As cities evolve and global energy demands surge, planners, developers, utilities and governments are looking to make new buildings operate better. With this comes a move toward so-called “intelligent buildings.” And the people responsible for designing them are prioritizing both the structure’s energy efficiency and maintaining high levels of occupants’ control as well as their comfort and productivity.
It’s a complex puzzle involving the interplay of ever-changing variables that include indoor and outdoor temperatures, energy prices, occupant density and their preferences and behaviours.
This topic is the focus of a paper recently published in the journal Energy and Buildings by Hashem Akbari, professor of building, civil and environmental engineering at the Gina Cody School of Engineering and Computer Science. It reviews the current software and hardware technologies that integrate and optimize productivity and comfort with a building’s energy use. Farhad Mofidi, Akbari’s former PhD student now at the University of Tehran, co-authored the paper.
They look at how intelligent, automated buildings can use technology to regulate thermal comfort (indoor temperature, air flow and humidity), visual comfort (clutter, sight lines, daylight access and glare) and indoor air quality (ventilation to reduce indoor air pollution). Together, these conditions can have significant impact on occupant health, comfort and productivity.
Learning to read people
In order for an intelligent building to function to its full potential, it needs data: outdoor air temperature, the temperature around its occupants, data about lighting, air flow, air quality, noise and much more.
Once this data is collected, the building’s control mechanisms can learn to predict and model occupant behaviour. This depends on equipping the building with advanced sensors that can pick up and communicate signals from occupants (with appropriate privacy guarantees in place). Once absorbed, these input points can lead to significant improvements toward productivity and energy-saving objectives.
An intelligent building will also include advanced energy-saving technologies linked to the local energy grid. Built-in solar panels and wind turbines can ease overall demand on an aging electrical system, as can the integration of consumption-regulating smart metres. As Akbari says, these can turn the building from an energy drain into a self-sustaining spinning reserve.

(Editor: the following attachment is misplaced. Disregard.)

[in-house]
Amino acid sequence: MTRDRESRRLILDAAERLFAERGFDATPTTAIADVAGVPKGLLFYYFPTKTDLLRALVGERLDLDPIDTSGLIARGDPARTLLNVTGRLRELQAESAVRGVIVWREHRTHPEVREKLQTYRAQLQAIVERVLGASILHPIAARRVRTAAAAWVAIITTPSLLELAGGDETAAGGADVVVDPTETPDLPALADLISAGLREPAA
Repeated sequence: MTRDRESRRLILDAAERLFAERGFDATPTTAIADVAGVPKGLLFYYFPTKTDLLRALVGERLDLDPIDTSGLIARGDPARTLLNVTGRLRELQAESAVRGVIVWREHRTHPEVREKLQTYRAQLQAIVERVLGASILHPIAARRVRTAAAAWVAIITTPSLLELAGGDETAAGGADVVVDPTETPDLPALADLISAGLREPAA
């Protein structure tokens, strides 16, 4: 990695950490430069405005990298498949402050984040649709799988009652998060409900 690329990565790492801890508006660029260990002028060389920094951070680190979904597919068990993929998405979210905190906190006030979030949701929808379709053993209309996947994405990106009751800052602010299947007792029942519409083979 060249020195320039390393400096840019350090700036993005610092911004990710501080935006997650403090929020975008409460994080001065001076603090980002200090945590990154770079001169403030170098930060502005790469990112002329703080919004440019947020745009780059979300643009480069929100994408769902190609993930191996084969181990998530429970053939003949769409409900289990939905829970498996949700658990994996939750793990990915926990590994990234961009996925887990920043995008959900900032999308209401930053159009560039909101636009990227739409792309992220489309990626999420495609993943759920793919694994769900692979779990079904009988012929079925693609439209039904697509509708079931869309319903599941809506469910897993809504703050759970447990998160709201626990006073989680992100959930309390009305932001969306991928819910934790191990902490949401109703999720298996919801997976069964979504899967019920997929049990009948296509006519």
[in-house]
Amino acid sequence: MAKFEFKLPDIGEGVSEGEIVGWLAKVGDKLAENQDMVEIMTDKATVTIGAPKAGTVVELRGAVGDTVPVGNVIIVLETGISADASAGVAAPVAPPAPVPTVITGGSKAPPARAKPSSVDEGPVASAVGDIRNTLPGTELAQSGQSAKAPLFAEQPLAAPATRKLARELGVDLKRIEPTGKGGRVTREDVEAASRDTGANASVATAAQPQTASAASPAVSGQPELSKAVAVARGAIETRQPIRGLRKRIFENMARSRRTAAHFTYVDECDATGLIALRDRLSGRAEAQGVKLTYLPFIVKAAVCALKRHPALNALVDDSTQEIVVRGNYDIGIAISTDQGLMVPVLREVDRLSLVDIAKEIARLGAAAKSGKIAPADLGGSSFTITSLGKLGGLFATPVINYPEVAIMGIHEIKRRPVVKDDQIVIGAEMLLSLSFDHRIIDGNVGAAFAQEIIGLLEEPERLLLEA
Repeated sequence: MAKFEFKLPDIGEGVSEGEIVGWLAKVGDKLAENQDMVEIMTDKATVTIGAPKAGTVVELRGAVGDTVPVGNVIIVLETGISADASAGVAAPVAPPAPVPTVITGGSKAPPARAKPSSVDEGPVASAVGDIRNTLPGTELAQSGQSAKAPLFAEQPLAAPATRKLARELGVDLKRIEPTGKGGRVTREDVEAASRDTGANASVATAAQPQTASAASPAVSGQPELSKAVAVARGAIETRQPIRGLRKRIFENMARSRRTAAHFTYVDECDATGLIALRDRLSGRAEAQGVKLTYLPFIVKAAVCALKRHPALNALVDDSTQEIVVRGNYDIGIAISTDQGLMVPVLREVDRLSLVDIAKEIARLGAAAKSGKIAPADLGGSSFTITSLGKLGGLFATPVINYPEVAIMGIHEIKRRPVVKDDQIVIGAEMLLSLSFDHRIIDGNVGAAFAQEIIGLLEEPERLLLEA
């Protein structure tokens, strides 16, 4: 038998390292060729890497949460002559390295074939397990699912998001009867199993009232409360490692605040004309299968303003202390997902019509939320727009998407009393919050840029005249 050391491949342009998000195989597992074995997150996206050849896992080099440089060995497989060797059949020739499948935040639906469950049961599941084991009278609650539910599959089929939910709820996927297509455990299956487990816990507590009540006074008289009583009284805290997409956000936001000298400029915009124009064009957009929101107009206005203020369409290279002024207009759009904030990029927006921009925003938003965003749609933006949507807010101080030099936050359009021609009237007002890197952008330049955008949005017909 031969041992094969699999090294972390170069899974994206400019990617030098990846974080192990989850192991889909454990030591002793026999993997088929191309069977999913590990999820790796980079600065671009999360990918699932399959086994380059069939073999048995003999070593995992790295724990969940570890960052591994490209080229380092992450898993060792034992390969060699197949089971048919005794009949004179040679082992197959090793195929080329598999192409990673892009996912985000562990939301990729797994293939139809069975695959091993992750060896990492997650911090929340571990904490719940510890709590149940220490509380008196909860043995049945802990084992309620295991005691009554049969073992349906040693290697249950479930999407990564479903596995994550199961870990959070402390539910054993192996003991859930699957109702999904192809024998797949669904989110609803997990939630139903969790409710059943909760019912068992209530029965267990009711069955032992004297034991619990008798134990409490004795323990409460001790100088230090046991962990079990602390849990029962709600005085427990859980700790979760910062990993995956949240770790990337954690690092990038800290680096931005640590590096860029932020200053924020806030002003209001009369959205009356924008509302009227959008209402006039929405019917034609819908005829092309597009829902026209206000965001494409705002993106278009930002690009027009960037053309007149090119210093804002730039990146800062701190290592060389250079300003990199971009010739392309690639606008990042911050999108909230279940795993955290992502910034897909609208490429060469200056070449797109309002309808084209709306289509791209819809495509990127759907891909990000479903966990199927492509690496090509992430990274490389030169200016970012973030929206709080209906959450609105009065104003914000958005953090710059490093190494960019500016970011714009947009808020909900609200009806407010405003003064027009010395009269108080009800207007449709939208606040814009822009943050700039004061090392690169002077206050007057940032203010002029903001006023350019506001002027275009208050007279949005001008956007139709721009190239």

All these technologies exist and are in operation in one form or another across the developed countries, Akbari adds. What is all too often lacking is the vision to integrate the separate components of an intelligent building into a whole.
He says political and industry leaders need to implement the policies and codes for intelligent building design and operations.
“Currently, considerations of a building’s energy performance are secondary,” Akbari notes. “You see elements such as properly insulating walls and roofs or double-paning windows, but the existing codes do not really address advanced controls at all.”
Intelligent building designers will also no doubt learn some lessons from the current pandemic. While more research into the field is needed, Akbari says studies linking ultraviolet light exposure to virus inactivation are promising, so there may be ways to neutralize harmful viruses in HVAC systems without exposing humans to harmful rays. Ending the existing practice of recycling air in favour of importing fresh air from outside would be another way to improve overall air quality.
The idea of people working in a communal space on a daily basis may be a quaint one these days, but Akbari is confident that someday, we will be back at work with our colleagues. And when that day arrives, finding a way to ensure maximum comfort for all will be a workplace priority.
Read the cited paper: “Intelligent buildings: An overview.”